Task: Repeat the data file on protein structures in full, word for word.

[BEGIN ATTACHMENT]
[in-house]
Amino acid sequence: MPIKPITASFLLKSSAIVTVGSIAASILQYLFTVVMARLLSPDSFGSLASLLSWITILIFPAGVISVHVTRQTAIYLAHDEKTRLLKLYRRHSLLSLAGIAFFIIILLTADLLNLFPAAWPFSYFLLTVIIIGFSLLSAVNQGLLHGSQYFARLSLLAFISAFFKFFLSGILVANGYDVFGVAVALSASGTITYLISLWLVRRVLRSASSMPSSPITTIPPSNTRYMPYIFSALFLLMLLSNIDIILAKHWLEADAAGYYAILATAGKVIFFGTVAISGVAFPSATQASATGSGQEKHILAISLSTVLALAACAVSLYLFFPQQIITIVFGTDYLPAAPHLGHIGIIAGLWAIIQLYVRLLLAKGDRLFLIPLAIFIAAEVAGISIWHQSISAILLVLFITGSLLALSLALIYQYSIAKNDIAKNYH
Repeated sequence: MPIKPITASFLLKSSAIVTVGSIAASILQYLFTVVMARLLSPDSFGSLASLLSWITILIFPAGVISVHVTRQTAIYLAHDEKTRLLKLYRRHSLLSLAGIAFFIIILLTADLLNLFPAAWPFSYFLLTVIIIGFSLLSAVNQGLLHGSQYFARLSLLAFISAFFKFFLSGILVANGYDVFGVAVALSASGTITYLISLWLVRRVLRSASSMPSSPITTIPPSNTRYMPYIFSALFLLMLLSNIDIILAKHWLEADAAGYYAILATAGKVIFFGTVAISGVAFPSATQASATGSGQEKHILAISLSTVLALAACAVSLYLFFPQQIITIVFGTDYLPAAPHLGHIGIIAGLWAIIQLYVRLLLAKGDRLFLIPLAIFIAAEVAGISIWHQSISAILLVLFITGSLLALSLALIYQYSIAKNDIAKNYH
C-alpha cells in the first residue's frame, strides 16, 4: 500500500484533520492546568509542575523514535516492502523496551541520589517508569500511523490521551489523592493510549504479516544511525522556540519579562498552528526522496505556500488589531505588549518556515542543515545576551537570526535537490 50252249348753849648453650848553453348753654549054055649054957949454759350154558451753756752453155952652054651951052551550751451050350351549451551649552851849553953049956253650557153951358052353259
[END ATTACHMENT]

[in-house]
Amino acid sequence: MPIKPITASFLLKSSAIVTVGSIAASILQYLFTVVMARLLSPDSFGSLASLLSWITILIFPAGVISVHVTRQTAIYLAHDEKTRLLKLYRRHSLLSLAGIAFFIIILLTADLLNLFPAAWPFSYFLLTVIIIGFSLLSAVNQGLLHGSQYFARLSLLAFISAFFKFFLSGILVANGYDVFGVAVALSASGTITYLISLWLVRRVLRSASSMPSSPITTIPPSNTRYMPYIFSALFLLMLLSNIDIILAKHWLEADAAGYYAILATAGKVIFFGTVAISGVAFPSATQASATGSGQEKHILAISLSTVLALAACAVSLYLFFPQQIITIVFGTDYLPAAPHLGHIGIIAGLWAIIQLYVRLLLAKGDRLFLIPLAIFIAAEVAGISIWHQSISAILLVLFITGSLLALSLALIYQYSIAKNDIAKNYH
Repeated sequence: MPIKPITASFLLKSSAIVTVGSIAASILQYLFTVVMARLLSPDSFGSLASLLSWITILIFPAGVISVHVTRQTAIYLAHDEKTRLLKLYRRHSLLSLAGIAFFIIILLTADLLNLFPAAWPFSYFLLTVIIIGFSLLSAVNQGLLHGSQYFARLSLLAFISAFFKFFLSGILVANGYDVFGVAVALSASGTITYLISLWLVRRVLRSASSMPSSPITTIPPSNTRYMPYIFSALFLLMLLSNIDIILAKHWLEADAAGYYAILATAGKVIFFGTVAISGVAFPSATQASATGSGQEKHILAISLSTVLALAACAVSLYLFFPQQIITIVFGTDYLPAAPHLGHIGIIAGLWAIIQLYVRLLLAKGDRLFLIPLAIFIAAEVAGISIWHQSISAILLVLFITGSLLALSLALIYQYSIAKNDIAKNYH
C-alpha cells in the first residue's frame, strides 16, 4: 500500500484533520492546568509542575523514535516492502523496551541520589517508569500511523490521551489523592493510549504479516544511525522556540519579562498552528526522496505556500488589531505588549518556515542543515545576551537570526535537490 50252249348753849648453650848553453348753654549054055649054957949454759350154558451753756752453155952652054651951052551550751451050350351549451551649552851849553953049956253650557153951358052353259